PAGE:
A Garbage Issue

If there is one issue cropping up in this municipal campaign that I have very little use for it is the call for the return of weekly garbage pick up. With all that is going on in the city, this matter is little more than self-absorbed, entitled whining.

And is a losing issue.

I have little doubt that some residents see this as the biggest horror facing Ottawa in 2014. I’m also inclined to believe that many candidates merely think many residents are complaining about it. I mean, if the candidate thinks it’s a big deal, then there must be thousands out there that agree, amirite?

Interestingly, a number of ardent supporters of weekly garbage pick up are slowly backing away from their stance. The call has begun to evolve into a call for weekly garbage pick up in the summer (at least for non-rural candidates). It’s a calculated retreat, a way to try to save face while they back away from their cockamaime position. They can even try to present it as a compromise, as if pushing for wasteful program for only a quarter of the year makes them masters of moderation.

The issue becomes even dumber with the policies that it often accompanies. Candidates like Mike Maguire want weekly garbage pick up, but they’re also disdainful of the green bin program, but they’re against dumps. Oh, and they want incineration.

Here’s how this all breaks down. The complaint is that garbage stinks. If left to sit for two weeks in the summer, all that wet stuff will rot and stink. And the maggots. Oh the maggots. I’m not sure we’ve heard more about maggots in a campaign before.

But, and this is key, the green bin is still picked up weekly. All that garbage that is being left to rot for two weeks is still picked up weekly. Yes, there may be some food packaging that doesn’t go in the green bin (yet), but the bulk of this rotting trash should be diverted on a weekly basis. People are just too lazy and too stubborn to switch from trash to the green bin. Their routine is more important than our future.

Rural candidates like Jonathan Mark or James Parsons want weekly garbage pick up (because Maggots!), but don’t want the green bin program (despite occasionally paying lip service to it). The argument is that rural residents tend to compost, so they derive no benefit from the green bin program.

So they need weekly garbage pick up for all the rotting garbage that they won’t put in the green bin because they actually compost it. It’s incoherent nonsense.

The garbage issue is championed most by suburban and rural candidates. But it is in these wards that new landfills will be created. So there is pressure to not have any more dumps, but to also make a ton of garbage that’ll be picked up weekly. The two policies are in direct contradiction.

But a lot candidates have a solution. They really do! We’ll just incinerate our trash. Be wasteful, make more garbage, collect it weekly, burn it, turn it into energy…profit! It’s such a tidy solution, it’d be ridiculous not to adopt it. It’s like some sort of perpetual motion machine. We’ll waste more so we can pollute more so we can waste more so we can pollute more…all at a cheaper price. Hell, we’ll probably make money.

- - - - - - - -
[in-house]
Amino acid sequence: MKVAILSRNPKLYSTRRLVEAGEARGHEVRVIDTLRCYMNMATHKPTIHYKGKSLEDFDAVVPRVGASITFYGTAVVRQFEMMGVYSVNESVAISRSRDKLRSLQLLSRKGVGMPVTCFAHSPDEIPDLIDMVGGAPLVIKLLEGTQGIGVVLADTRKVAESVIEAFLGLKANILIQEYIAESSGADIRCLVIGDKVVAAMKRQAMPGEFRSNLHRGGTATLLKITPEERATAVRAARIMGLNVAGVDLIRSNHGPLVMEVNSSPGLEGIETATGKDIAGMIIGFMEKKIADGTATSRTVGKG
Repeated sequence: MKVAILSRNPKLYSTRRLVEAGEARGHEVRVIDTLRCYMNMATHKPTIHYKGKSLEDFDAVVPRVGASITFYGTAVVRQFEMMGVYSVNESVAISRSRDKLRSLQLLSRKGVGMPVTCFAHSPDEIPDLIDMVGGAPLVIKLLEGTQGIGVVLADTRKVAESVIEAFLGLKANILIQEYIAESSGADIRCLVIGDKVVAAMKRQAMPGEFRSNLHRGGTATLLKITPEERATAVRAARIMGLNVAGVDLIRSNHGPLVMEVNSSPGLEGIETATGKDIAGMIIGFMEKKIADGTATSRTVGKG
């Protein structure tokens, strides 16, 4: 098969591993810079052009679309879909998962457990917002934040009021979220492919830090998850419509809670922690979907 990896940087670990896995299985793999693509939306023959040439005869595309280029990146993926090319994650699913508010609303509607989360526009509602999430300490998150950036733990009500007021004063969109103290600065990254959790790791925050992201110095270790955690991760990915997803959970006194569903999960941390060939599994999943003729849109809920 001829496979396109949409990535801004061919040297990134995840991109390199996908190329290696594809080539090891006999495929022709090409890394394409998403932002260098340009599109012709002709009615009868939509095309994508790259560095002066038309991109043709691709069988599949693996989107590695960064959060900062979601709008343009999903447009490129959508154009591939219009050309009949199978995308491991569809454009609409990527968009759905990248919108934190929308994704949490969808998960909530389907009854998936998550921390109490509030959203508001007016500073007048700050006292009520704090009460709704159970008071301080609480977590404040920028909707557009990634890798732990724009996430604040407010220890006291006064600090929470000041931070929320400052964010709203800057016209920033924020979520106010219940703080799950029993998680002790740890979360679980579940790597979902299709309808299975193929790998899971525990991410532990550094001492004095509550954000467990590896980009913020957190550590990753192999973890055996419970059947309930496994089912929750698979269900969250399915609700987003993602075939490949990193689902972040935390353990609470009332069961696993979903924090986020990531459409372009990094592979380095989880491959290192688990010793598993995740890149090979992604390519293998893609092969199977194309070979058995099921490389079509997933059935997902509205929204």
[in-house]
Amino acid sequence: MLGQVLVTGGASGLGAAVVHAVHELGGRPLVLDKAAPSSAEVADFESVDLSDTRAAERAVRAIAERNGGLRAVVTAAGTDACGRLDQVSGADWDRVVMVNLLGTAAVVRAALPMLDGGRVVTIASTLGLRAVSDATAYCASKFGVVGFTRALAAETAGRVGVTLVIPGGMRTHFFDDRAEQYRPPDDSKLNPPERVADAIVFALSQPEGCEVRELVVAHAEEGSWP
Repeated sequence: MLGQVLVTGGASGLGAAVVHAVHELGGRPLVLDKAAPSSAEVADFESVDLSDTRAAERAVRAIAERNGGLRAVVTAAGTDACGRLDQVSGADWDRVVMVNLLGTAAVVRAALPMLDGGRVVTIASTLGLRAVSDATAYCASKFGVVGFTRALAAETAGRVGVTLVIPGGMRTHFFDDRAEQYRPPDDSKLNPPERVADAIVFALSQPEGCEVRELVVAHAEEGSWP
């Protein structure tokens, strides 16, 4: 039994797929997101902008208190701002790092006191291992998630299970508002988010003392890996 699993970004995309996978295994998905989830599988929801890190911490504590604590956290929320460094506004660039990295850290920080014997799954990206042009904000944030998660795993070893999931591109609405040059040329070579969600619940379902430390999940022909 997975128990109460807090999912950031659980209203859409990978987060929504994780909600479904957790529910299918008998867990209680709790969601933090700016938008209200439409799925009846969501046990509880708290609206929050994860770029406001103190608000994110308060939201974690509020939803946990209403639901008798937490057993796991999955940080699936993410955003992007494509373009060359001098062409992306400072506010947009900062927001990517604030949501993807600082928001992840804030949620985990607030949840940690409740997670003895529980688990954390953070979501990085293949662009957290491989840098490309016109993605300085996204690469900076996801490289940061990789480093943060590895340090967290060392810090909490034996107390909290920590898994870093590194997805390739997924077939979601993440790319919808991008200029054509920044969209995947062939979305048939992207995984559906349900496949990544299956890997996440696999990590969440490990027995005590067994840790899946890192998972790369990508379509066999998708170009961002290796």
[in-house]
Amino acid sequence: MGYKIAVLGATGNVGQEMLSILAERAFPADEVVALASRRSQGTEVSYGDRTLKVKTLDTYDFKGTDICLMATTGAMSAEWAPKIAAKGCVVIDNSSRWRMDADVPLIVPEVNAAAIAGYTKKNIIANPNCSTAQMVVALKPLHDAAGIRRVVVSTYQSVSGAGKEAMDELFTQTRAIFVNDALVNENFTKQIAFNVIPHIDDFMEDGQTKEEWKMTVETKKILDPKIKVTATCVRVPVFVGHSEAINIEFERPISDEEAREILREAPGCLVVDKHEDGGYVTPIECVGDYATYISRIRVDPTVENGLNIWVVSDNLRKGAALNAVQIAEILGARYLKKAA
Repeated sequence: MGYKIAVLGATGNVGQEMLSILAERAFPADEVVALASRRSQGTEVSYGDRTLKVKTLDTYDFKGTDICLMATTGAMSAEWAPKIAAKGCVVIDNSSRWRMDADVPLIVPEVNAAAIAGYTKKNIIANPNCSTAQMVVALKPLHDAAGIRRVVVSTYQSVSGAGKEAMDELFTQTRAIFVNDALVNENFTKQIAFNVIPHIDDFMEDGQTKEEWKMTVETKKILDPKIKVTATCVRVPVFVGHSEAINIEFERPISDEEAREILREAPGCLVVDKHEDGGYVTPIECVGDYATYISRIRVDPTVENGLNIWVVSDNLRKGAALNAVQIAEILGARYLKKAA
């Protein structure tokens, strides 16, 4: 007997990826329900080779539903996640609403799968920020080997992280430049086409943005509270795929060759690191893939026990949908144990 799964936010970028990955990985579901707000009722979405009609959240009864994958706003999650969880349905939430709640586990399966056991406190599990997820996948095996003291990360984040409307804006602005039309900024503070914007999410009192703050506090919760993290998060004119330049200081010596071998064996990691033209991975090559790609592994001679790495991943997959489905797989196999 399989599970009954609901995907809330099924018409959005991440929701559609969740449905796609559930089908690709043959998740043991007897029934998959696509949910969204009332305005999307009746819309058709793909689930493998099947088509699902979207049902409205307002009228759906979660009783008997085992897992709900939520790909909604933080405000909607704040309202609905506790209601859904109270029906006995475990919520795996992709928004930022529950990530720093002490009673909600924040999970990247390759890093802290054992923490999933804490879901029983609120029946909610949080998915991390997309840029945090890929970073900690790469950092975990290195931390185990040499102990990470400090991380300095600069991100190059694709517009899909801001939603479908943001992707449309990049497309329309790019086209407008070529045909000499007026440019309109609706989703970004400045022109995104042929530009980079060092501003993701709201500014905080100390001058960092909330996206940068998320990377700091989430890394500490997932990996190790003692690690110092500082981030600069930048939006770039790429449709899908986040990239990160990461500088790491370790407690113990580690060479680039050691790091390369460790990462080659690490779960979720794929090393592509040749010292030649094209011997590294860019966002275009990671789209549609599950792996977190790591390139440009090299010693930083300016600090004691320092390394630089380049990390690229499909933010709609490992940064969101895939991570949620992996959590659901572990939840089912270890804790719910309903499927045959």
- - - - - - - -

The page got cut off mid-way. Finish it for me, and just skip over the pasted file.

Of course, it ain’t that simple. Aside from potential environmental issues from burning all of our crap, there’s the little fact that for the province to let Ottawa set up an incineration facility, we would have to divert at least 60% of our wet garbage (that rotting stuff in the green bins). Currently–with the green bin program in place–we divert about 51%. So we need increase our green bin use by almost 20% in order to incinerate.

So, if you want incineration, you have to have some sort of green bin program in place. There’s just no other way to reach the 60%.

Any candidate that is trying to sell you on weekly garbage pick up (even for just part of the year) coupled with incineration to solve all of our garbage woes is either ignorant or a liar. They don’t deserve your vote.

P.S. Any candidate promising you all this, while also promising you low taxes and sound fiscal management really doesn’t deserve your vote.

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One thought on “A Garbage Issue

  1. I don’t know if you’ve ever driven (or cycled, I suppose) in rural Ottawa on garbage day.

    It’s eye-opening. People in rural Ottawa seem to put out a lot of garbage. Virtually every property has some giant collection of garbage comprising multiple rolling garbage bins and assorted other stuff kicking around like old BBQs, furniture of all kinds, sporting equipment, children’s plastic play structures, suitcases (oddly common), etc. You see the odd property in the city that does this, but that’s probably a one-off clean out. It’s definitely not property after property.

    After having seen this a few times, I wondered if it was some kind of urban conceit on my part, so I ventured into suburbia on garbage day. Nope, suburban Ottawa, while somewhat more garbage-producing than urban Ottawa – and probably explainable due to children being present in many households – has nothing on rural Ottawa.

    The notion that rural Ottawans compost in significant numbers is also laughable. Oh, I’m sure there are some transplanted Green Party-voting urban freaks out there on some of the upland backroads who operate hobby farms with solar panels on their llama barn roofs who do so, but really, not most. Something about animals I imagine.

    There is a noticeable correlation though in rural Ottawa between the presence of a green bin on garbage day and the number of garbage bins that are out: when a green bin is present, there’s a far higher chance of there being only one garbage bin.

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